As the rest of us settle into a quiet January, Cambridge’s Holly Christina will be at the ASB Classic in Auckland.
She won’t be playing, nor will she be ball girl as she often has been in past seasons. Instead, the New Zealand singer-songwriter will be among those entertaining the crowds. It’s a gig the then plucky 24-year-old picked up after giving her card to the ASB Classic’s chief executive some six years ago, suggesting it might be an idea to offer live entertainment to fans between the games. Turned out it was, and Holly Christina has been performing at the Classic ever since.
“I’ve been upgraded to the Treehouse from the entertainment stage,” she grinned. “Now, the Classic is one of favourite summer gigs.”
Holly Christina, aka H.C. Roberts in her new literary life, has woven elements of those tennis and musical worlds into her recently-published first novel, the 410-page ‘Harp and the Lyre’ fiction piece she describes as alternative fantasy for young adults. It tells the stories of five teens facing today’s teen-centric issues – the clash of tech giants Harp and Lyre, gaming, climate change, influencers, how to navigate real life and an online life in tandem.
The book features four maps and 14 songs, the latter embedded or unlocked via QR codes, making for an unusual reading and listening experience.
Holly Christina has always had a passion for music and storytelling. She learned the piano early on, then the flute and guitar at around 12. It was the guitar that gave her the freedom to write songs and has been her instrument of choice ever since. She recorded her first album at 15, and has done around eight more since then, some released the old way, some digitally.
She has been teaching guitar since she was 16. “I work mostly with teens, so I really get what they think about.”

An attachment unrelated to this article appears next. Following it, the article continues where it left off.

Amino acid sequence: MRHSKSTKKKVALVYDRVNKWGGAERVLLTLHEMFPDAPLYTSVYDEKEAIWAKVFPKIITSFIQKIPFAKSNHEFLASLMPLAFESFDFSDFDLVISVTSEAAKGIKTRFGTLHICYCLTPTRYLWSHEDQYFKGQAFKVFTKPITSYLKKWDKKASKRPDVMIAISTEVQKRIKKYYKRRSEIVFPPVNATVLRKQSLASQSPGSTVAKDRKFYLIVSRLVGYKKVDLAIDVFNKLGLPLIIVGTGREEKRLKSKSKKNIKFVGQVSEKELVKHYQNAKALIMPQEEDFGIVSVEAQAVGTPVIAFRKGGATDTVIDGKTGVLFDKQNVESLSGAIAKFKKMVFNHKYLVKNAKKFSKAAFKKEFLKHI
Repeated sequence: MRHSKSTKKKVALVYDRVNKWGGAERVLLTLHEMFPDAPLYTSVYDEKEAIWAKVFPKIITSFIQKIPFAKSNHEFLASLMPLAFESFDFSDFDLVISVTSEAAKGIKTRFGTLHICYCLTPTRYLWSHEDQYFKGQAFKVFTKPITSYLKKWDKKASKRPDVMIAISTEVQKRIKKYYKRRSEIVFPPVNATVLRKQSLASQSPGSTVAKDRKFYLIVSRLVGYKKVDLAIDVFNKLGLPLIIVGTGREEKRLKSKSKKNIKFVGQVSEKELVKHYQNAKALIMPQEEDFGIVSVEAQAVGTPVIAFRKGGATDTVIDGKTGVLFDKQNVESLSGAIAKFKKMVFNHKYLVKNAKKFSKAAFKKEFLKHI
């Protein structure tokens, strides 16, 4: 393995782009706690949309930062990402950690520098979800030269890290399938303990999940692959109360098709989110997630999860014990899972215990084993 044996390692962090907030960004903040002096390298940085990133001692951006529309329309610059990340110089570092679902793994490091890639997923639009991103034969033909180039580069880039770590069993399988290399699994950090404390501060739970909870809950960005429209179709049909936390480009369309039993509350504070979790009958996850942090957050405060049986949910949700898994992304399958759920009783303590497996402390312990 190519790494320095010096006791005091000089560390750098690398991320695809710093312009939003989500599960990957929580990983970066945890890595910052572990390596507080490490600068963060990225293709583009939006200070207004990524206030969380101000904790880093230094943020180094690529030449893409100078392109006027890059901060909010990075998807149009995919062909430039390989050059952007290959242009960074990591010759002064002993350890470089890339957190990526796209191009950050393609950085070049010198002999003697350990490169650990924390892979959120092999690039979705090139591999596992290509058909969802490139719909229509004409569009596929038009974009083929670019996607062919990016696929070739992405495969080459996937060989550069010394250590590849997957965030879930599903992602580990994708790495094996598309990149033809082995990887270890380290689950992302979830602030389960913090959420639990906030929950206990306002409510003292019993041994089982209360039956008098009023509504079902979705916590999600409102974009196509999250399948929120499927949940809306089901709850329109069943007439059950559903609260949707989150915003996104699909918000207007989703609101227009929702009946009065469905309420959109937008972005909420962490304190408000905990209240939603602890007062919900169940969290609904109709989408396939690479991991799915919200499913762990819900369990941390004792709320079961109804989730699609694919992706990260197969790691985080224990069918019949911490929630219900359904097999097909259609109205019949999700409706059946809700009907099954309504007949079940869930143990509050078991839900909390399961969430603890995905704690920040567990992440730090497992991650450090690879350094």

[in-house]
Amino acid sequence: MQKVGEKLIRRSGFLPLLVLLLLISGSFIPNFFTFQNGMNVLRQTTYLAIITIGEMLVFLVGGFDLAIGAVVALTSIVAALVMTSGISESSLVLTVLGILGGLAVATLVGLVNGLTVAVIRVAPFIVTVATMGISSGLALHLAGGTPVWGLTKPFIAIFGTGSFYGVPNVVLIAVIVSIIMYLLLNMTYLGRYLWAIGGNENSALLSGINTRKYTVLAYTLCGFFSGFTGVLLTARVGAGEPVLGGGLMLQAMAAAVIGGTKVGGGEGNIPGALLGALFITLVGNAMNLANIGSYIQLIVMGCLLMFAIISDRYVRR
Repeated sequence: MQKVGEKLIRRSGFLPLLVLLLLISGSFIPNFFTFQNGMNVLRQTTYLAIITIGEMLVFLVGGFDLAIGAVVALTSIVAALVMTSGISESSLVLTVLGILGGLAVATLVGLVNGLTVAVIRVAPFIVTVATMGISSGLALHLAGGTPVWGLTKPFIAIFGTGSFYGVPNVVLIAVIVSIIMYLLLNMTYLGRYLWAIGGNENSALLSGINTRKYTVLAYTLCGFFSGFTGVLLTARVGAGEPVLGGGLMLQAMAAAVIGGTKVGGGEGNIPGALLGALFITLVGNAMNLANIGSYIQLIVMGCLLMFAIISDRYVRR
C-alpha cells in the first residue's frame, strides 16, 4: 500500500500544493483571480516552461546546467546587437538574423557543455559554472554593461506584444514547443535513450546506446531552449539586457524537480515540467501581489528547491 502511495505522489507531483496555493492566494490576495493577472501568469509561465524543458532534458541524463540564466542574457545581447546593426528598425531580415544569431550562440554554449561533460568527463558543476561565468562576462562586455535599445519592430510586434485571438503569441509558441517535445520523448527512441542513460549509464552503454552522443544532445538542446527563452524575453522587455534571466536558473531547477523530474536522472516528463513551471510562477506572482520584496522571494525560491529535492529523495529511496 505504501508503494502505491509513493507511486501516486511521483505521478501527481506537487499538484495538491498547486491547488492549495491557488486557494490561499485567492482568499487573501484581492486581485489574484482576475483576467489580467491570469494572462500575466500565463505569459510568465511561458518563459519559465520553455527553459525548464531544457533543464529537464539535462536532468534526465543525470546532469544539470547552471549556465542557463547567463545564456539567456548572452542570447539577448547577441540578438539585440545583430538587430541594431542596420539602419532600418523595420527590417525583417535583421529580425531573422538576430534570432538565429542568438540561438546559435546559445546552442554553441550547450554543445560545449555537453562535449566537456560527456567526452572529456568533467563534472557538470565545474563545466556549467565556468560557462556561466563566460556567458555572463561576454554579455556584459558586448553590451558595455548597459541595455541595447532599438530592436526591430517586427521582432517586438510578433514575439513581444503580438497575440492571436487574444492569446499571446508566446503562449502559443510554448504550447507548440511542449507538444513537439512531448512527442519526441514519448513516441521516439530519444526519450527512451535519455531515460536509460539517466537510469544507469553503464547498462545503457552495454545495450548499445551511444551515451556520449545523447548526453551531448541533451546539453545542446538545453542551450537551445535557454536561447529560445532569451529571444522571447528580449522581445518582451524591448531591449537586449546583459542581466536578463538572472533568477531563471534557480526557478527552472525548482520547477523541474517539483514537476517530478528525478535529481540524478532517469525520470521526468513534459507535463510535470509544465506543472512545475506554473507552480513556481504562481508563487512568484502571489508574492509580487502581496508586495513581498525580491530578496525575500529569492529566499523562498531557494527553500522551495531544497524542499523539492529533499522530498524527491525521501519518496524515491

The novel is subtitled ‘Exposed’ and is intended as book one in what she hopes will be a fulsome series. She has left some threads that suggest there is more to come, and is already well underway with planning the next few.
Holly Christina’s own reading choice is generally more classical, things like ‘War and Peace’ rather than fantasy. The ‘Harp and the Lyre’ was seven years in the making. “It went through a number of iterations … started off as a musical in a high school, then a play before I finally settled on a novel.”
Her 2019 move from Auckland to a quieter life in Cambridge, combined with Covid lockdowns, gave her the impetus she needed to write, and she spent most of the last year doing a series of re-writes. When she first came to Cambridge, she joined the bellringers at St Andrew’s Church for a while and wrote a song entitled ‘Cambridge’ which she debuted at the church’s 2021 sesquicentennial.
Now slightly exhausted, Holly Christina wants to get her debut novel off to a good start before heading down the frenetic writing tunnel again.
“It’s been quite a journey,” she mused. “I think this summer is going to be about giving my brain a rest …”